Doors: Entryways to World Cultures

International Terminal

March 2014 - September 2014

Doors: Entryways to World Cultures
from the Fowler Museum at UCLA

As a necessary architectural element throughout the world, doors separate and define space, facilitating passage between interior and exterior, private and public, sacred and secular. Rather than simply serving utilitarian purposes, the carved, embossed, and painted portals on display from Africa, Asia, and South America illustrate an extraordinary array of forms and motifs. Most examples are made of wood and are embellished with imagery such as animals, both mythical and real, human figures, or abstract designs. From the Yoruba of Nigeria to the Toraja of Indonesia, a number of cultures have transformed doors, elevating them from ubiquitous forms to individual works of art.

The doors on display demonstrate not only incredible craftsmanship and aesthetics, but in their original settings, reveal information about their owners. Occasionally, the imagery depicted on carved and painted doors served as historical narratives that relayed significant events or stories. Elaborate door panels were often created for sacred places such as the palaces of kings and chiefs, meeting houses of secret societies, and burial chambers. Many of these doors identified their proprietors as wealthy or referred to prestigious ancestors, or were the property of high-ranking members of associations. Such doors may have not only demonstrated the importance of the people who lived inside, but the significance of the items that were stored inside.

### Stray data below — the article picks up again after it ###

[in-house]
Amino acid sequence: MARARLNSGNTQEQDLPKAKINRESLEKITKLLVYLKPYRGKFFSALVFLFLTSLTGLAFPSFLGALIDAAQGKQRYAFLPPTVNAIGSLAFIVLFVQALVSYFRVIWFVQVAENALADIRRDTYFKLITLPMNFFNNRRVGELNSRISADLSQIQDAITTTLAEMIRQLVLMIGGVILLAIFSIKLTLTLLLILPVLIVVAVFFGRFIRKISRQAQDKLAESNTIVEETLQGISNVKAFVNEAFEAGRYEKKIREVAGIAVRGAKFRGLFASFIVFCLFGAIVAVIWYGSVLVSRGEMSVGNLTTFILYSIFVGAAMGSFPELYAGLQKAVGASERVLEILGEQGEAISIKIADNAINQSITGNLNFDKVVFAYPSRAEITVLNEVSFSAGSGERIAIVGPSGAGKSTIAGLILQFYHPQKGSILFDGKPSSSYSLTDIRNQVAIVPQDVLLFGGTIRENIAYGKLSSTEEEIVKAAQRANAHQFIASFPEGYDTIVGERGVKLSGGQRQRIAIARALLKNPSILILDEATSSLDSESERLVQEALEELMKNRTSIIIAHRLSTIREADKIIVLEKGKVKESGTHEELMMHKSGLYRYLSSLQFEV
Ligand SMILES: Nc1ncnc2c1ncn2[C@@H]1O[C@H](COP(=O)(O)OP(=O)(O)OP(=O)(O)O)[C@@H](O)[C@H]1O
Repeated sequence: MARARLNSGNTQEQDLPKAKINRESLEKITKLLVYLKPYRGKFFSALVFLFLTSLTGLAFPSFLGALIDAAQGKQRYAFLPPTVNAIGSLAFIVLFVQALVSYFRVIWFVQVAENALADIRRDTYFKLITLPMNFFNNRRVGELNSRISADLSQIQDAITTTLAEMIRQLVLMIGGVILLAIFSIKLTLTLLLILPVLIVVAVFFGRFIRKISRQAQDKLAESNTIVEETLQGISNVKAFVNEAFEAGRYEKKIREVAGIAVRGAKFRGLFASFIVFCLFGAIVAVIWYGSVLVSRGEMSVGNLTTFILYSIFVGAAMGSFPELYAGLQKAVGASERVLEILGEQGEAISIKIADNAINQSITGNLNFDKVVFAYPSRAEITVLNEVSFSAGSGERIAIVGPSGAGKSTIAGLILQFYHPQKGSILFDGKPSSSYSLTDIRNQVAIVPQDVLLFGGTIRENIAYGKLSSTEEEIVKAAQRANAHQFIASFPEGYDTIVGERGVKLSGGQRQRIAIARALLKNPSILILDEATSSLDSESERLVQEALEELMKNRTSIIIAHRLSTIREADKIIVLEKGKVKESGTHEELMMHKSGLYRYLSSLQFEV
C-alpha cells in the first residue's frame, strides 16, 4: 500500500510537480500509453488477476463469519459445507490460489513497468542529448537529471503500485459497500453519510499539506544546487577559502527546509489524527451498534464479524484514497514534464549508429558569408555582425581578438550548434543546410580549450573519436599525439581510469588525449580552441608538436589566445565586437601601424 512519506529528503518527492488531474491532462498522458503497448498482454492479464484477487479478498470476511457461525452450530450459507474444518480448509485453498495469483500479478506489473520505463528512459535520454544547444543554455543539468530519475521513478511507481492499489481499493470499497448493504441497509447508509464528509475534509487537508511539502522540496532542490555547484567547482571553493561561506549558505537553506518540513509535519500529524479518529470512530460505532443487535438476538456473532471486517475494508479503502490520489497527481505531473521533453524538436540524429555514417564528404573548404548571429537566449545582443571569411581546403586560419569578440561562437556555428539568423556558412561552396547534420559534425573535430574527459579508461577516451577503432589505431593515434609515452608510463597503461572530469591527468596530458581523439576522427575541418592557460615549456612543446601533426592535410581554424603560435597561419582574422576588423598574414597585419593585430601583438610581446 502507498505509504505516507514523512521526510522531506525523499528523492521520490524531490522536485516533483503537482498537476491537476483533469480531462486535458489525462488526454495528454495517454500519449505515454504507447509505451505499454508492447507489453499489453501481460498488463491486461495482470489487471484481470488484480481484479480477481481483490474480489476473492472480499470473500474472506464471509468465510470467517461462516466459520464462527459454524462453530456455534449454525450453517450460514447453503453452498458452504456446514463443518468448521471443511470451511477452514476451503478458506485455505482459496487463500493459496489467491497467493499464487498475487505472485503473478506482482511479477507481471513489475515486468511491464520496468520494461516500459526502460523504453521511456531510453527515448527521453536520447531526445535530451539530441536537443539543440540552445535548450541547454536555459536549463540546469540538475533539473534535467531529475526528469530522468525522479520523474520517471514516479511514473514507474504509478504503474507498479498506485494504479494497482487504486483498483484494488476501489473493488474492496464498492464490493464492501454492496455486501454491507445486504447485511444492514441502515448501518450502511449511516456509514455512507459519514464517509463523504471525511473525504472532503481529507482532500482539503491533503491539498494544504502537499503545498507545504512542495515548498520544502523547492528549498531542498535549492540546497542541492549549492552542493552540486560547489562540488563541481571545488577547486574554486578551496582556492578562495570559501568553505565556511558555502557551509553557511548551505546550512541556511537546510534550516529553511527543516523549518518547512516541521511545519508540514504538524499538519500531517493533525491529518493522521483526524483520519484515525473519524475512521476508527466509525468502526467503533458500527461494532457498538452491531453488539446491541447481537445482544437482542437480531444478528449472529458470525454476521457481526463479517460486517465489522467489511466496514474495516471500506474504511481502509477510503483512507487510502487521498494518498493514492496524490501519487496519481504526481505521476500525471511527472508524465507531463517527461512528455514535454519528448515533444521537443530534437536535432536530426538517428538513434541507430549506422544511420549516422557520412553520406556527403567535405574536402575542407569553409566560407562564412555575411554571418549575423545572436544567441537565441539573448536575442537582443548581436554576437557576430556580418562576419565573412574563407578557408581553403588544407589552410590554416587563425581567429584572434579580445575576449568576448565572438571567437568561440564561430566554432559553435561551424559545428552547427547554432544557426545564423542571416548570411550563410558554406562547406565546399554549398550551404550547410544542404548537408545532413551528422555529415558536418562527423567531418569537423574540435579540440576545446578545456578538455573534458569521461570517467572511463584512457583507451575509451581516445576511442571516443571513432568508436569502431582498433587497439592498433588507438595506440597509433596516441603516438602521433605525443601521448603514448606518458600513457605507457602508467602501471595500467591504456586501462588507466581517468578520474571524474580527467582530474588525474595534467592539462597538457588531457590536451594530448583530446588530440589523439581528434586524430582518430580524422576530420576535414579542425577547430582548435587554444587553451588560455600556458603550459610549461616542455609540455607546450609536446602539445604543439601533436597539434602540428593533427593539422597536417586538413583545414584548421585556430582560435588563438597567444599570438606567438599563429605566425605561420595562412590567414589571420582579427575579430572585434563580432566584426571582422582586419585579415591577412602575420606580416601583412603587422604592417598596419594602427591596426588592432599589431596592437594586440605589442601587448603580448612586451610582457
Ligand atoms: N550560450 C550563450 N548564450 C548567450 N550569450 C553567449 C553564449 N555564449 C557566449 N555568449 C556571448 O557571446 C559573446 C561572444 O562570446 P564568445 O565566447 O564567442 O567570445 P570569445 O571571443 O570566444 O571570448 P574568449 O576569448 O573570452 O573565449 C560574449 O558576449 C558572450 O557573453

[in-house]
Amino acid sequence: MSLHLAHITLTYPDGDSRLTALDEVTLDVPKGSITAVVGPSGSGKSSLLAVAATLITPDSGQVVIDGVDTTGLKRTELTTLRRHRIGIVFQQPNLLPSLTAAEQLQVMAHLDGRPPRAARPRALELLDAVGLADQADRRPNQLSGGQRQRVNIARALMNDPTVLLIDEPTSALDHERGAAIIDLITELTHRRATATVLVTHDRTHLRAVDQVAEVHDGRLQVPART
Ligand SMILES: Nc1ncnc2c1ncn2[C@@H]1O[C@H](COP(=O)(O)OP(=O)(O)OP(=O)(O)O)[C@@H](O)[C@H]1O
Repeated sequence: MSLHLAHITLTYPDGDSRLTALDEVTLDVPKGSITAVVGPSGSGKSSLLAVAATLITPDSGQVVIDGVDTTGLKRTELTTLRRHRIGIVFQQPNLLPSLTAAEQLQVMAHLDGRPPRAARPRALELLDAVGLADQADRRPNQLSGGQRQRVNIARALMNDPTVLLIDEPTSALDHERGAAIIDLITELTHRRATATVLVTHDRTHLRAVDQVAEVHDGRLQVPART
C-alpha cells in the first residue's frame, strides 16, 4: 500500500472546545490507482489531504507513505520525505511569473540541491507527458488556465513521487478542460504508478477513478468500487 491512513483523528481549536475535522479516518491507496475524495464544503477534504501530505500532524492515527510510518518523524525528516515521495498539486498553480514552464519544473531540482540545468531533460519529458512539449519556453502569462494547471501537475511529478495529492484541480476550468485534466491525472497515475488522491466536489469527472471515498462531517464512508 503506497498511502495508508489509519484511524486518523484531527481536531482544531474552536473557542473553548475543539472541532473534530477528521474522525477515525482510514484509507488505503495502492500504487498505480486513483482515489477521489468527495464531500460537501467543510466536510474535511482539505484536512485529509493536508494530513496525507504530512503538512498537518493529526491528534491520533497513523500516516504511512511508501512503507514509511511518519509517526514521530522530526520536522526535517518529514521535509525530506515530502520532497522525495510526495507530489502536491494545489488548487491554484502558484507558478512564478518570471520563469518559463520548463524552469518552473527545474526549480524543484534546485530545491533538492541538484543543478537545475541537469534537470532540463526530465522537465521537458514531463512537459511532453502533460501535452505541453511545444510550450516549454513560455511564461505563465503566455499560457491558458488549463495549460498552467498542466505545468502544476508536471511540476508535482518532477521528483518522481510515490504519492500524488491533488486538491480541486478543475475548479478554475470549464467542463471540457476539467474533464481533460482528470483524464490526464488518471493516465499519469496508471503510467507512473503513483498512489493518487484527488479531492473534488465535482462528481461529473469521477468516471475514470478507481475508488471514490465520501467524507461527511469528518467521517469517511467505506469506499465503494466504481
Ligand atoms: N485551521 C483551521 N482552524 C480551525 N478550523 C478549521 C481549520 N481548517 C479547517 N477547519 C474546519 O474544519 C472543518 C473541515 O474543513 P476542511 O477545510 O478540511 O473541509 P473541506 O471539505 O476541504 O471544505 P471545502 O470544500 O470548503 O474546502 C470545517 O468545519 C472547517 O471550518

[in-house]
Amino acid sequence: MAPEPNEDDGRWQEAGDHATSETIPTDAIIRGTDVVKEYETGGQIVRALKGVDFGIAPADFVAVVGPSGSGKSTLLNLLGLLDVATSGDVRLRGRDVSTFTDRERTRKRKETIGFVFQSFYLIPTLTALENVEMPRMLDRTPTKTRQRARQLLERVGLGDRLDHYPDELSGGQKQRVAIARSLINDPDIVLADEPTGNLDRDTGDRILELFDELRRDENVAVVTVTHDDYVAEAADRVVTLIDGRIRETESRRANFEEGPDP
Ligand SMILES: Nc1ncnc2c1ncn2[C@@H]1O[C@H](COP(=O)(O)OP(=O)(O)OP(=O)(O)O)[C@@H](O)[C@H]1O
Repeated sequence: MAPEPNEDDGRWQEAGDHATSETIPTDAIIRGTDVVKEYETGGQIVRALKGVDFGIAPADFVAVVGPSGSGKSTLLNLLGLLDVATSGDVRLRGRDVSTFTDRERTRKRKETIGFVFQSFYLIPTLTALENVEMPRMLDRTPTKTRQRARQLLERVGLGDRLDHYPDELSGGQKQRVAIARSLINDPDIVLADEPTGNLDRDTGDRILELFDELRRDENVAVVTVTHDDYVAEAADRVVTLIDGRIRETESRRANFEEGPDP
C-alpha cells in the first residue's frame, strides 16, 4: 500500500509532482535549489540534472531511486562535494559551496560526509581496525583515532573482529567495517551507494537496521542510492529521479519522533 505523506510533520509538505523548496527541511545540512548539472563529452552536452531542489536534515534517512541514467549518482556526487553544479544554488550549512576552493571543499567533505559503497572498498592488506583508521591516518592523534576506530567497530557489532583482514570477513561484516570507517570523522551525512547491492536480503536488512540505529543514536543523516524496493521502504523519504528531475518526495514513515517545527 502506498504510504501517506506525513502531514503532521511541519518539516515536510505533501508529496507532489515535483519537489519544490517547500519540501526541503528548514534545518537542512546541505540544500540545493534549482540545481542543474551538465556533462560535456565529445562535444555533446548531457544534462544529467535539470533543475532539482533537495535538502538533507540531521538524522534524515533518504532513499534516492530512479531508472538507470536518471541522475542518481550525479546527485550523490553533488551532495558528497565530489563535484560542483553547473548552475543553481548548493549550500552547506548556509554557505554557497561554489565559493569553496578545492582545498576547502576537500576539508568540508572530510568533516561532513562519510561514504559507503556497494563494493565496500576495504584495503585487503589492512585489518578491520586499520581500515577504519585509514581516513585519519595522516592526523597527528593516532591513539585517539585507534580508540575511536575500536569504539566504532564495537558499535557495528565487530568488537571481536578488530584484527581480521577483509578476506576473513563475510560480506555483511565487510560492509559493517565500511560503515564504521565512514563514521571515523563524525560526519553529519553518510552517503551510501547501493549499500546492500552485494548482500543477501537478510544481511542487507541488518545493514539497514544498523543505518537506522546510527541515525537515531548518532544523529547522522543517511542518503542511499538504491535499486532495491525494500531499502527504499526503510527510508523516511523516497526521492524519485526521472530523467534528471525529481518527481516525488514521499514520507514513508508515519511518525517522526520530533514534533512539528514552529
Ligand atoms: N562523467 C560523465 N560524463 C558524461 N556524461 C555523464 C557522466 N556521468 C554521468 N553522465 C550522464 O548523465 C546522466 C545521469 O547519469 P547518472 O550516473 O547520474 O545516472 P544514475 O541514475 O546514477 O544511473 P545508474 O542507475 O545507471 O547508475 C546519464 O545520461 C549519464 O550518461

Portals served to protect and include iconography capable of offering spiritual as well as physical security. Their symbols were often propitious, alluding to cosmology, ancestors, and deities, as well as to abundance, health and well-being, continuity, and beneficence. The buffalo, an auspicious symbol in Toraja culture, appears prominent on two separate doors on display. On one example, a staff featured between the animal’s horns symbolizes defense or protection. 

Dating from the nineteenth to early twentieth centuries, this exhibition presents house, ceremonial, tomb, granary, and palace doors from countries such as Nigeria, Mali, Senegal, Iran, Indonesia, Taiwan, and Suriname. Each example depicts the extraordinary artistry and the diverse range of meanings and uses that people from around the world have applied to doors.

This exhibition was made possible through a generous loan from the Fowler Museum at UCLA.

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